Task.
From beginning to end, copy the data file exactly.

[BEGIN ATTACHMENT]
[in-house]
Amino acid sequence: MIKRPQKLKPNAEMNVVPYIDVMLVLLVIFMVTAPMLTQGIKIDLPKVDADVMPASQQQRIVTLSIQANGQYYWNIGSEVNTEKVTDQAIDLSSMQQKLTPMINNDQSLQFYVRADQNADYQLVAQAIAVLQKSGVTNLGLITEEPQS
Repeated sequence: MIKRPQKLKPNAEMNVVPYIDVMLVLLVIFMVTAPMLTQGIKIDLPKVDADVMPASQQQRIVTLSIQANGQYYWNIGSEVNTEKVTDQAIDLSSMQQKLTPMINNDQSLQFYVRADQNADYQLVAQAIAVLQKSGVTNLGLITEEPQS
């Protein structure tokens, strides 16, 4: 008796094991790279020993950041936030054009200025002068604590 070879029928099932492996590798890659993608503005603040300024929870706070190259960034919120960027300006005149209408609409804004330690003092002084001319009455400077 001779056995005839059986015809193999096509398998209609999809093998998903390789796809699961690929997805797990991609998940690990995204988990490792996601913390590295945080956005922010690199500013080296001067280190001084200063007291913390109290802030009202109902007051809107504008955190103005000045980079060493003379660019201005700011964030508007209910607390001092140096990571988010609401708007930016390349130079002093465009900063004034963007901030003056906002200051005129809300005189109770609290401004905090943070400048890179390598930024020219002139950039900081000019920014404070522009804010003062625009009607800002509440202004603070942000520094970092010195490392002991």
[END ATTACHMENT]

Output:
[in-house]
Amino acid sequence: MIKRPQKLKPNAEMNVVPYIDVMLVLLVIFMVTAPMLTQGIKIDLPKVDADVMPASQQQRIVTLSIQANGQYYWNIGSEVNTEKVTDQAIDLSSMQQKLTPMINNDQSLQFYVRADQNADYQLVAQAIAVLQKSGVTNLGLITEEPQS
Repeated sequence: MIKRPQKLKPNAEMNVVPYIDVMLVLLVIFMVTAPMLTQGIKIDLPKVDADVMPASQQQRIVTLSIQANGQYYWNIGSEVNTEKVTDQAIDLSSMQQKLTPMINNDQSLQFYVRADQNADYQLVAQAIAVLQKSGVTNLGLITEEPQS
């Protein structure tokens, strides 16, 4: 008796094991790279020993950041936030054009200025002068604590 070879029928099932492996590798890659993608503005603040300024929870706070190259960034919120960027300006005149209408609409804004330690003092002084001319009455400077 001779056995005839059986015809193999096509398998209609999809093998998903390789796809699961690929997805797990991609998940690990995204988990490792996601913390590295945080956005922010690199500013080296001067280190001084200063007291913390109290802030009202109902007051809107504008955190103005000045980079060493003379660019201005700011964030508007209910607390001092140096990571988010609401708007930016390349130079002093465009900063004034963007901030003056906002200051005129809300005189109770609290401004905090943070400048890179390598930024020219002139950039900081000019920014404070522009804010003062625009009607800002509440202004603070942000520094970092010195490392002991």